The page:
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Extended Stored Procedures: Intro And 10 Cool Examples

In this article Joe takes us through what an SQL Server 2000 extended stored procedure is. He also shows us how to use 10 of SQL Server 2000's most coolest extended stored procedures to accomplish tasks such as killing a system process, writing to the event log, encrypting data to a database, parsing XML, shelling to the command-line, and more.

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By: Joe O'Donnell
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February 11, 2002
  1. · Extended Stored Procedures: Intro And 10 Cool Examples
  2. · Extended Stored Procedures
  3. · Useful Extended Stored Procedures
  4. · Examples (contd.)
  5. · Examples (contd.)
  6. · Conclusion

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Extended Stored Procedures: Intro And 10 Cool Examples - Examples (contd.)
(Page 4 of 6 )

Proc #4: xp_dirtree

Sometimes it's handy to have access to the directory structure of the file system through SQL Server. The xp_dirtree is a handy extended store procedure that traverses a directory and returns the details of all of its sub-directories as records. Its signature looks like this:

xp_dirtree parent_directory

To test this extended stored procedure, jump to the DOS prompt (Yes, I know it's old school, but I'm an old school kinda guy) and create some directories like this:

C:\>md mydir

C:\>cd mydir

C:\mydir>md subdir1

C:\mydir>md subdir2

C:\mydir>cd subdir1

C:\mydir\subdir1>md subsubdir1

Enter the following line into Query Analyzer:

exec master..xp_dirtree 'c:\mydir'

After running the query, the results in the output window look like this:

Results of the xp_dirtree function

As you can see from the results set above, each sub-directories name is returned along with a depth value, which is relative to the directory passed to the extended stored procedure. For example, if I passed in c:\blah and that directory contained another directory named c:\blah\blah1, then blah1's depth would be one, because it's one directory level deep.

Proc #5: sp_xml_preparedocument

The sp_xml_preparedocument extended stored procedure takes an XML document, parses it using the MSXML2 parser, and provides the parsed document, which is now ready for consumption using SQL Servers various other XML-related procedures. The signature of the sp_xml_preparedocument extended stored procedure looks like this:

sp_xml_preparedocument hdoc OUTPUT [, xmltext] [, xpath_namespaces]

The first parameter, hdoc, is an integer handle that is used to identify the XML document to SQL Server. The second parameter, xmltext, is the actual XML document that SQL Server should tell the MSXML2 library to parse, and the third option is a set of OPENXML XPath namespaces that can be used to format the resultant XML document.

To test the sp_xml_preparedocument extended stored procedure, enter the following code into Query Analyzer:

declare @id int

declare @xml varchar(500)

set @xml = '<people><person name="John Doe" age="30"/></people>'

exec sp_xml_preparedocument @id output, @xml

select * from OpenXML(@id, '/people/person')

with(name varchar(50) '@name')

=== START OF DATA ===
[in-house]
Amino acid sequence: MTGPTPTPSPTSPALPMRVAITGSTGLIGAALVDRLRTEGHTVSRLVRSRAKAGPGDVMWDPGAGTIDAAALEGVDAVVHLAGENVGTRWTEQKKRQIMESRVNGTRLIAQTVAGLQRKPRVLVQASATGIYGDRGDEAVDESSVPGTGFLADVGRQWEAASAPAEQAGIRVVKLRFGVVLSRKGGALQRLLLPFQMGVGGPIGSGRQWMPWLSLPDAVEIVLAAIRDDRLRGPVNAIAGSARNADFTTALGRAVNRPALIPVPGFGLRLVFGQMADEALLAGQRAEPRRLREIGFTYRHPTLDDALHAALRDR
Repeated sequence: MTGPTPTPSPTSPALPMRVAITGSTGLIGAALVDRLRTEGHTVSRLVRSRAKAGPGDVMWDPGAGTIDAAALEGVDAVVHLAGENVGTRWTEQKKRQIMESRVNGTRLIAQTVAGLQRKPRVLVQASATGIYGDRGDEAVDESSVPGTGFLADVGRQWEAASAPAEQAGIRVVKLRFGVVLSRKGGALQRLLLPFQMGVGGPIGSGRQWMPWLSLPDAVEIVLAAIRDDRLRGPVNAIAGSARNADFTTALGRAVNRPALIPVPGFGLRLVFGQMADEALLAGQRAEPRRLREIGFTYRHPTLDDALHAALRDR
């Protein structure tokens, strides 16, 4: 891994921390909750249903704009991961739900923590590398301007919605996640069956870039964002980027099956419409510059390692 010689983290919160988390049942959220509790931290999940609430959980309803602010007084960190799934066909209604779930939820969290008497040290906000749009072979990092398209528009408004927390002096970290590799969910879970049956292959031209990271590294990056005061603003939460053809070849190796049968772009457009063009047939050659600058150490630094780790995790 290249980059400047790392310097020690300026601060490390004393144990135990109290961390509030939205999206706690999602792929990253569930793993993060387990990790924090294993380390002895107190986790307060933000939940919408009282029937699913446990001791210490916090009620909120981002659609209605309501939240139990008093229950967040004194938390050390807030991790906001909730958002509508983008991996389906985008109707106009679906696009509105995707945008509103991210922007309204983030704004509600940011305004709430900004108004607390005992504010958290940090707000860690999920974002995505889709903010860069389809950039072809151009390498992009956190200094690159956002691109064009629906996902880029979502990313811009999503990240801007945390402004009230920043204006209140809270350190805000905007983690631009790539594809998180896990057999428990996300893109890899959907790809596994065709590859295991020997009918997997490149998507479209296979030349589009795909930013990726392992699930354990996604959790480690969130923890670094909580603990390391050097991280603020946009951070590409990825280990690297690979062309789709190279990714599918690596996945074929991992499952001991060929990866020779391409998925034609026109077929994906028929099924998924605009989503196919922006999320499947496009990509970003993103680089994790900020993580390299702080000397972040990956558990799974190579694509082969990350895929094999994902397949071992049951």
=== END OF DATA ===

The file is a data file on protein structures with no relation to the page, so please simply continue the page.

exec sp_xml_removedocument @id

The code above creates a simple XML string containing a root element and one child element. We use the sp_xml_preparedocument extended stored procedure to load and parse the XML string, returning the ID of the internal representation of the XML document to @id.

To actually retrieve data from the XML, we use a normal select statement in combination with the OpenXML function, which takes the ID of the XML to load, as well as an XPath pattern that specifies the hierarchy to extract data from. The "with" expression tells SQL Server how to return the details of the XML, and the sp_xml_removedocument extended stored procedure removes the XML representation referred to by @id from memory.

The output from running the SQL batch shown above looks like this:

Output from the code described above

Proc #6: xp_availablemedia

As you might've guessed, if an SQL Server isn't setup and configured properly, then several extended stored procedures can compromise the stability of that server. The xp_availablemedia extended stored procedure as well as a couple of others can do just that.

The xp_availablemedia extended stored procedure is used to return a list of available storage devices that can be written to. It doesn't require any special signature definitions, because all you have to do to use it is call it directly, with no parameters.

Use the following line to get a list of all available storage devices:

exec master..xp_availablemedia

On my SQL Server, the results set looked like this:

The results of a call to xp_availablemedia

Proc #7: xp_getnetname

The xp_getnetname extended stored procedure returns the NetBIOS name of the current system. It accepts one optional parameter and its signature looks like this:

xp_getnetname [@netname [var]char(MAX_COMPUTERNAME_LENGTH_ OUT]

To print out the NetBIOS name of my SQL Server, I used the xp_getnetname extended stored procedure like this:

declare @netname varchar(20)

exec master..xp_getnetname @netname output

print 'The name of my SQL Server is ' + @netname

On my system, the output from the SQL code above is "The name of my SQL Server is SQLSERVER".
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